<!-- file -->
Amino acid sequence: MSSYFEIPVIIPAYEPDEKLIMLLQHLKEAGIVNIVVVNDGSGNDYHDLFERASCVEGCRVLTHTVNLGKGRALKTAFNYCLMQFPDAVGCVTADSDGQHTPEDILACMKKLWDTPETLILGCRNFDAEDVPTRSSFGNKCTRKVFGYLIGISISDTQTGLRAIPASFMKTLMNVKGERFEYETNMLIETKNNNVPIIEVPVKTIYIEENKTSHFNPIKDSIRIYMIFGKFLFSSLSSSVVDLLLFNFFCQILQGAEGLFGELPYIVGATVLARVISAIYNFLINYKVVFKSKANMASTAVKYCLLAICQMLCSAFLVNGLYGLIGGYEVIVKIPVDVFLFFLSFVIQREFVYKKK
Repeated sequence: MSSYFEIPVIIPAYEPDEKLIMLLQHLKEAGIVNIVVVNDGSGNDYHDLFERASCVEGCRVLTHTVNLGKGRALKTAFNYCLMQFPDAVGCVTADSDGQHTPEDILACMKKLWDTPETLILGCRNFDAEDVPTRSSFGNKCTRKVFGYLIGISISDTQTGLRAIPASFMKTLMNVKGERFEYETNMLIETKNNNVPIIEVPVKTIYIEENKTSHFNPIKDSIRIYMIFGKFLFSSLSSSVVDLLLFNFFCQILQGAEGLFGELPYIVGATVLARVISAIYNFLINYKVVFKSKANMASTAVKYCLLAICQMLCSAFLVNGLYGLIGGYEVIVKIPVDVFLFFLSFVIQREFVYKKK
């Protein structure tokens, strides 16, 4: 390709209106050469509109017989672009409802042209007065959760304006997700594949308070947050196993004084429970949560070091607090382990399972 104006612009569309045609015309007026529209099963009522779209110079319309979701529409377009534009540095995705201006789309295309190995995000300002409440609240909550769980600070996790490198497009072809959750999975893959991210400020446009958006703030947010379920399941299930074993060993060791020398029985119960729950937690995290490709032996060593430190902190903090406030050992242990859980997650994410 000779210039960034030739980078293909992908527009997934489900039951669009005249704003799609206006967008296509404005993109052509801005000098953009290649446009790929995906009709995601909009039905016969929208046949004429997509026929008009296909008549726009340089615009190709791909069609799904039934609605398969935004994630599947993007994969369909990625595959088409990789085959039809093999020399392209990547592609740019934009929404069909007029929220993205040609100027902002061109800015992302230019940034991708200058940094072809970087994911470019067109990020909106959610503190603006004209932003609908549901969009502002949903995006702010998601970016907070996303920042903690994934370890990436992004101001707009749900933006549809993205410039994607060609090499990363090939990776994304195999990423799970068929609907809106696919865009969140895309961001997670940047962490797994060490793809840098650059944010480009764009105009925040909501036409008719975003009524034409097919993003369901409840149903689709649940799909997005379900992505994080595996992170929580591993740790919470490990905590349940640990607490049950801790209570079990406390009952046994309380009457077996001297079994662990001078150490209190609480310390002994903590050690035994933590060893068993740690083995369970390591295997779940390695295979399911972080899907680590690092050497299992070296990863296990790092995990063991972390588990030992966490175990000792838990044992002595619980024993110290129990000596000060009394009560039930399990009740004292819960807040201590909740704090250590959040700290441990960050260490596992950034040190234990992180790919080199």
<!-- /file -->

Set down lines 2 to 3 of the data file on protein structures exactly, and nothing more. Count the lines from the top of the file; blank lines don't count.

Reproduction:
Repeated sequence: MSSYFEIPVIIPAYEPDEKLIMLLQHLKEAGIVNIVVVNDGSGNDYHDLFERASCVEGCRVLTHTVNLGKGRALKTAFNYCLMQFPDAVGCVTADSDGQHTPEDILACMKKLWDTPETLILGCRNFDAEDVPTRSSFGNKCTRKVFGYLIGISISDTQTGLRAIPASFMKTLMNVKGERFEYETNMLIETKNNNVPIIEVPVKTIYIEENKTSHFNPIKDSIRIYMIFGKFLFSSLSSSVVDLLLFNFFCQILQGAEGLFGELPYIVGATVLARVISAIYNFLINYKVVFKSKANMASTAVKYCLLAICQMLCSAFLVNGLYGLIGGYEVIVKIPVDVFLFFLSFVIQREFVYKKK
């Protein structure tokens, strides 16, 4: 390709209106050469509109017989672009409802042209007065959760304006997700594949308070947050196993004084429970949560070091607090382990399972 104006612009569309045609015309007026529209099963009522779209110079319309979701529409377009534009540095995705201006789309295309190995995000300002409440609240909550769980600070996790490198497009072809959750999975893959991210400020446009958006703030947010379920399941299930074993060993060791020398029985119960729950937690995290490709032996060593430190902190903090406030050992242990859980997650994410 000779210039960034030739980078293909992908527009997934489900039951669009005249704003799609206006967008296509404005993109052509801005000098953009290649446009790929995906009709995601909009039905016969929208046949004429997509026929008009296909008549726009340089615009190709791909069609799904039934609605398969935004994630599947993007994969369909990625595959088409990789085959039809093999020399392209990547592609740019934009929404069909007029929220993205040609100027902002061109800015992302230019940034991708200058940094072809970087994911470019067109990020909106959610503190603006004209932003609908549901969009502002949903995006702010998601970016907070996303920042903690994934370890990436992004101001707009749900933006549809993205410039994607060609090499990363090939990776994304195999990423799970068929609907809106696919865009969140895309961001997670940047962490797994060490793809840098650059944010480009764009105009925040909501036409008719975003009524034409097919993003369901409840149903689709649940799909997005379900992505994080595996992170929580591993740790919470490990905590349940640990607490049950801790209570079990406390009952046994309380009457077996001297079994662990001078150490209190609480310390002994903590050690035994933590060893068993740690083995369970390591295997779940390695295979399911972080899907680590690092050497299992070296990863296990790092995990063991972390588990030992966490175990000792838990044992002595619980024993110290129990000596000060009394009560039930399990009740004292819960807040201590909740704090250590959040700290441990960050260490596992950034040190234990992180790919080199």